View Full Version : Help identifying two handguns?
August 23, 2000, 07:17 PM
I need help identifying two revolvers.
The first is a small, nickel plated .22 short revolver. It is marked "Young American Double Action" on the top strap and has no other markings besides this. The cylinder does not come out (that I can tell) and there is a small grove for loading rounds. It has pearl grips.
The second revolver is larger and also nickle plated. It is a .32 ACP. It is marked Thames Arms Co. Pat. Jan 5 Oct 5 86. on the top of the barrel. The bottom frame of the grip has the number 73 over the number 366 or 356. The cylider breaks open at the top like a Webley. The lever that releases the cylinder also has a tiny noth cut into it for sighting purposes. It has black plastic grips
August 23, 2000, 09:07 PM
The first revolver was made by Harrington & Richardson. It is a variation of their original Safety Hammer Double Action.
The second revolver was made by Thames Arms Company of Norwich, Connecticut. They were in business from 1870-1900. Their revolvers carry a variety of patent dates, prinipally 1886.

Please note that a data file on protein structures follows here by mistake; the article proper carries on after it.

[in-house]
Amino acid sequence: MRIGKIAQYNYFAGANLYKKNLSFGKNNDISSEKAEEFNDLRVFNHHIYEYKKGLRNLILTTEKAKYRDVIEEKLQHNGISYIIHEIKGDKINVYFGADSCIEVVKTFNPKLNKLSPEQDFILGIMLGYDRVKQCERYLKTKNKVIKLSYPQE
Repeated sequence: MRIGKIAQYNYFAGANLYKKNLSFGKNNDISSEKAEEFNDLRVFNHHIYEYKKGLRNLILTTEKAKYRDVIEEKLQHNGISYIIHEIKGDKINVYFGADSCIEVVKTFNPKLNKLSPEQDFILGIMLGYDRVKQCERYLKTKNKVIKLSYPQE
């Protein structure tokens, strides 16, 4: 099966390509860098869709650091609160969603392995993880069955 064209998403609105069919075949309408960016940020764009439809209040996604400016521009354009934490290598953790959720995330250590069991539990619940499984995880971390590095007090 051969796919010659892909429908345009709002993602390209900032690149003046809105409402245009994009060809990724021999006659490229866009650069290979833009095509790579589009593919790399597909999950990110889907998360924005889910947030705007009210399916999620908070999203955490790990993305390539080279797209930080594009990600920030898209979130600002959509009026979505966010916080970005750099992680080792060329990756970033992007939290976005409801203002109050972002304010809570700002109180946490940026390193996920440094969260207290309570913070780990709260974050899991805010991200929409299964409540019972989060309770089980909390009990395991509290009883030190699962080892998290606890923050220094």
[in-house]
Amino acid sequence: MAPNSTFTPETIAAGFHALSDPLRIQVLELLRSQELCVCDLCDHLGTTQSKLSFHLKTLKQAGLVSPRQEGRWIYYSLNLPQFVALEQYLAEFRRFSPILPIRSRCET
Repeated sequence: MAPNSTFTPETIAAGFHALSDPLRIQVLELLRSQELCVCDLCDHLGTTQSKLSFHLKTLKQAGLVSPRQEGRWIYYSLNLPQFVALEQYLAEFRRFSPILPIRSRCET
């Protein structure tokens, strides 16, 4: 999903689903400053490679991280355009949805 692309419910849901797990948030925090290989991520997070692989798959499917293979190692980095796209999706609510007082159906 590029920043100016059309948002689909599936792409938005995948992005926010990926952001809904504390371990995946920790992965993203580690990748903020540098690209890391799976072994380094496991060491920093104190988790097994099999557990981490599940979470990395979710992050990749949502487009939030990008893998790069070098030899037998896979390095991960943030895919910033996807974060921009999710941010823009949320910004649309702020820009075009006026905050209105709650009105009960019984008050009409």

Hope this helps.
August 23, 2000, 09:29 PM
The second revolver would not be 32 ACP but probably 32 S&W.
Bob--- Age and deceit will overcome youth and speed.
I'm old and deceitful.
August 23, 2000, 09:45 PM
The Thames revolver was sold as the Automatic, referring to their 'automatic' self-ejecting action. I should have clarified that in my original post, sorry.
August 24, 2000, 06:58 AM
Young American is a trade name used by Harringto & Richardson on Revolvers
Thames is also a Harrington and Richardson revolver that was made for an unknown wholesaler.
This is all I have on these two revolvers.
August 24, 2000, 11:14 AM
Thanks everyone for your help. Beemerb was correct. The Thames Arms Co. revolver was in .32 S&W. being from a later generation, I saw the .32 and my mind inserted "ACP" automatically.
Harley - my own research discovered that Thames Arms Co. was an actual firearms company (about the equivalent of Jennings or Bryco) making revolvers in the late 1800s. they were eventually absorbed by Harrinton and Richardson around 1902. (in case it ever comes up again).
Looks like combined worth of both revolvers is probably $100.
August 24, 2000, 05:49 PM
That Young America should have a cylinder pin and a little catch in the front of the frame. Pushing in the catch should allow the cylinder pin to be removed and then the cylinder will come out. It is possible that the cylinder pin is broken off and doesn't stick out of the front of the frame. If this is true, it can be pushed from the back after cocking the hammer.
Cylinder pins are easily made.
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